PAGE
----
Racism May Increase Heart Disease and Stroke Risk in Black Women

Understanding the contributing factors to heart disease is the first step toward addressing the problem.

a closeup of a young black woman as she looks meaningfully off to the side

Updated on December 7, 2023

Heart disease is the leading cause of death among women in the United States, totaling more than 400,000 lives lost each year. That’s one death every 80 seconds, according to the American Heart Association (AHA). But the epidemic of heart disease affects Black women more severely than it does any other group.

In fact, nearly 59 percent of Black women aged 20 and older have cardiovascular disease (CVD), compared to 42 percent of white women, according to data from the AHA published in 2022. (Cardiovascular disease comprises conditions that affect the heart and blood vessels, including coronary artery disease, heart failure, and stroke.)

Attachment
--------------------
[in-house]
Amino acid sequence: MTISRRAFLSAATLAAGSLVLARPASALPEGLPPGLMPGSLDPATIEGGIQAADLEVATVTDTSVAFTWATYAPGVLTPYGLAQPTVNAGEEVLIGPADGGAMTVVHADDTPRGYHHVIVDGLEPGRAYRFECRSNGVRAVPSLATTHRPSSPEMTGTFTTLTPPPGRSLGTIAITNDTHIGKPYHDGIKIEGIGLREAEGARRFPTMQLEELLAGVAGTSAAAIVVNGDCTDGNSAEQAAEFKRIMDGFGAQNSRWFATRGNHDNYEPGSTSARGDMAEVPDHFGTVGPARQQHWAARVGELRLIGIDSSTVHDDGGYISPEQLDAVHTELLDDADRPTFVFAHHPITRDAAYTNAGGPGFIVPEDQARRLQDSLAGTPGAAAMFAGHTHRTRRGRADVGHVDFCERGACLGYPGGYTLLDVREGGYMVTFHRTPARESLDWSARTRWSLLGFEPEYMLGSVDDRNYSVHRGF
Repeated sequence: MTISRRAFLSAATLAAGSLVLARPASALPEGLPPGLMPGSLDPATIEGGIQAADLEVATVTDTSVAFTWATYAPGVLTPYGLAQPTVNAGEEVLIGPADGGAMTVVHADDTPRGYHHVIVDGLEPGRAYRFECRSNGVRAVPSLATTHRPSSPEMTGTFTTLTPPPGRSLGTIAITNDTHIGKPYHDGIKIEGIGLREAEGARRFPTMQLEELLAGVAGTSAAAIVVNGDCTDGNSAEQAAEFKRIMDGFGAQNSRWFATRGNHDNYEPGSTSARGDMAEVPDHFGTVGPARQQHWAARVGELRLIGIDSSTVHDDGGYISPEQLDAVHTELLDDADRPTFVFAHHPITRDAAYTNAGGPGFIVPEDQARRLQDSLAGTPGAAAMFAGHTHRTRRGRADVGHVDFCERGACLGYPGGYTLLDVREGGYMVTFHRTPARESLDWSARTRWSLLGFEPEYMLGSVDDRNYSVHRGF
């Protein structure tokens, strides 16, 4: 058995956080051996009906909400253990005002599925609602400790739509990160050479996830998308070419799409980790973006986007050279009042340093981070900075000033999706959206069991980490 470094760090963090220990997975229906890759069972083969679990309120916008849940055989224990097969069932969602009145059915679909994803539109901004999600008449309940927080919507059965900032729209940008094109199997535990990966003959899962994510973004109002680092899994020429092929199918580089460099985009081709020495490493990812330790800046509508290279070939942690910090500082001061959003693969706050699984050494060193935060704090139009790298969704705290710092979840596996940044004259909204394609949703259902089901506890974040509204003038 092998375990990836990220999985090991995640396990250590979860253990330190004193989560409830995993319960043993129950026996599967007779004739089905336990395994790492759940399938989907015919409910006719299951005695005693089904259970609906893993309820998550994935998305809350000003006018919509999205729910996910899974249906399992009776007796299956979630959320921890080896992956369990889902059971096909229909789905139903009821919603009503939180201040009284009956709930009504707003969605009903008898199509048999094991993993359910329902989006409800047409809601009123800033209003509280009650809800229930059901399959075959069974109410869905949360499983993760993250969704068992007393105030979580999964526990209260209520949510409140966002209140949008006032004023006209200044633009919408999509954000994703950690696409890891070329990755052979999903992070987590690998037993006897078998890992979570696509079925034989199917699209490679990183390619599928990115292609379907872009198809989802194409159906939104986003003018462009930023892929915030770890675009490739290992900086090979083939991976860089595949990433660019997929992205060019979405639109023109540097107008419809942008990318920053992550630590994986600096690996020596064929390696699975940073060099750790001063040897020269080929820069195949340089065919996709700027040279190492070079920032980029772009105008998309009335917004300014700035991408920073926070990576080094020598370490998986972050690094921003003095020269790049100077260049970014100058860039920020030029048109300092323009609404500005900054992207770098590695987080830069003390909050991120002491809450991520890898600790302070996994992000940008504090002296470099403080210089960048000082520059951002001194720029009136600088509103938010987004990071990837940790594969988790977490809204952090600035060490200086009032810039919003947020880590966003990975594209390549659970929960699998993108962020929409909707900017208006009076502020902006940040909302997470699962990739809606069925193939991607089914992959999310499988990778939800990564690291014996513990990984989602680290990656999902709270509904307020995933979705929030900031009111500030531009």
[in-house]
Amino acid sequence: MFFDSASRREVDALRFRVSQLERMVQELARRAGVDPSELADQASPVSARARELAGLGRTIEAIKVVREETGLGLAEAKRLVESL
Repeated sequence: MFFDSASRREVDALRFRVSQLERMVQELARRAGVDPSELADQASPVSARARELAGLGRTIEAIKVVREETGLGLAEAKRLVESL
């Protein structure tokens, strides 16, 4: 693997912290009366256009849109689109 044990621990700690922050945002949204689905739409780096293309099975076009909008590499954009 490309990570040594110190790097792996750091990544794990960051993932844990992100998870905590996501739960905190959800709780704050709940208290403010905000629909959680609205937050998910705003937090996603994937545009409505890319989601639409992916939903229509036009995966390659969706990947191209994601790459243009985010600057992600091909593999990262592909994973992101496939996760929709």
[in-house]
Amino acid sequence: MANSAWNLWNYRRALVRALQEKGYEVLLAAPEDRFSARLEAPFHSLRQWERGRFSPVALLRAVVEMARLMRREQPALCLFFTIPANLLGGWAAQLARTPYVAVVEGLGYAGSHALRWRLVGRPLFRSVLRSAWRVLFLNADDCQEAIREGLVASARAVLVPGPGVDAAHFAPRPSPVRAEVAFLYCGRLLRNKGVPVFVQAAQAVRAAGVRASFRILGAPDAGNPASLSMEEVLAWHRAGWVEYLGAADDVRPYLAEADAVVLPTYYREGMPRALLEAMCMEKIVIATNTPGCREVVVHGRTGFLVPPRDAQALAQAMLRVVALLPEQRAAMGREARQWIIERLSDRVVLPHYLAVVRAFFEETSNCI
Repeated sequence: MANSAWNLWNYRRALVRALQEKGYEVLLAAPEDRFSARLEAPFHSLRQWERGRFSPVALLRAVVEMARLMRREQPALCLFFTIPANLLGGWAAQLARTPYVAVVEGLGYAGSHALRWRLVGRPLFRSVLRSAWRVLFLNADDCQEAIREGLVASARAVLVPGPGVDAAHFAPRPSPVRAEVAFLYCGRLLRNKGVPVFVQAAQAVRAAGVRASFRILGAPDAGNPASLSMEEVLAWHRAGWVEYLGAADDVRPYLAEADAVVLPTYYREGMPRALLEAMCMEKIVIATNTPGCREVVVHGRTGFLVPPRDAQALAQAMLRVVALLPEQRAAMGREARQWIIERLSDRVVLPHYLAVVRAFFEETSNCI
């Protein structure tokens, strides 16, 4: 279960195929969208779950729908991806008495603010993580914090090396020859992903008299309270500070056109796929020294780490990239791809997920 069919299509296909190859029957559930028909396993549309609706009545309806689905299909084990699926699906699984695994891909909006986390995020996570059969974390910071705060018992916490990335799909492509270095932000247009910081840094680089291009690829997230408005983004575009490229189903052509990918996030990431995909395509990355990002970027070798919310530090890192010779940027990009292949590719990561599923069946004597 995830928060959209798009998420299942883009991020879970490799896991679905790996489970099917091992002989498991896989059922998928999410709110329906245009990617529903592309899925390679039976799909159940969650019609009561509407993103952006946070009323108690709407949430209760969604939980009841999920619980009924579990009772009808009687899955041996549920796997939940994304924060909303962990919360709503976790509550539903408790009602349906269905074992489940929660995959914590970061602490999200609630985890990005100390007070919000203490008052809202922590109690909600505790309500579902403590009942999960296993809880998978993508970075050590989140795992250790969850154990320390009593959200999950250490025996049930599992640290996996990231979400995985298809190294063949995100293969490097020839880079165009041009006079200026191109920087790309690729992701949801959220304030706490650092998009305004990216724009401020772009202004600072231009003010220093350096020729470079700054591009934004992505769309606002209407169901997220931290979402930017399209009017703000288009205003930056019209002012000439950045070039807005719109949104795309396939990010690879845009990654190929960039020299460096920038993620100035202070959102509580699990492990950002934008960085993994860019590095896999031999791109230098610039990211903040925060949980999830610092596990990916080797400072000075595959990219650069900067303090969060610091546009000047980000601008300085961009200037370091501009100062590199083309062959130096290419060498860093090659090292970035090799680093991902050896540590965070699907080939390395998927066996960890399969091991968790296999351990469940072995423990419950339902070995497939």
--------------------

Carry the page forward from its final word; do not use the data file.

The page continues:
Rates of high blood pressure, also known as hypertension, follow a similar pattern. About 58 percent of Black women aged 20 and older have high blood pressure, compared to 41 percent of white women. (High blood pressure is a major risk factor for CVD.) Black women’s risk of stroke, meanwhile, is nearly twice that of white women.

Black women die more frequently from heart disease than white women do, with a mortality rate that is at least 30 percent higher. They also have nearly twice the rate of hypertension-related deaths. All told, more than 50,000 Black women in the U.S. die each year from cardiovascular diseases.  

What accounts for these striking disparities?

Spotlighting the effects of racism on health

One major factor behind this elevated risk of heart disease that researchers are exploring is the experience of racism. Black people often face discrimination in a variety of areas of life, including housing, education, employment, and interactions with the healthcare and criminal justice systems. Structural racism that pervades these parts of society can lead to unequal access to healthy food, healthy living environments, and preventive health resources.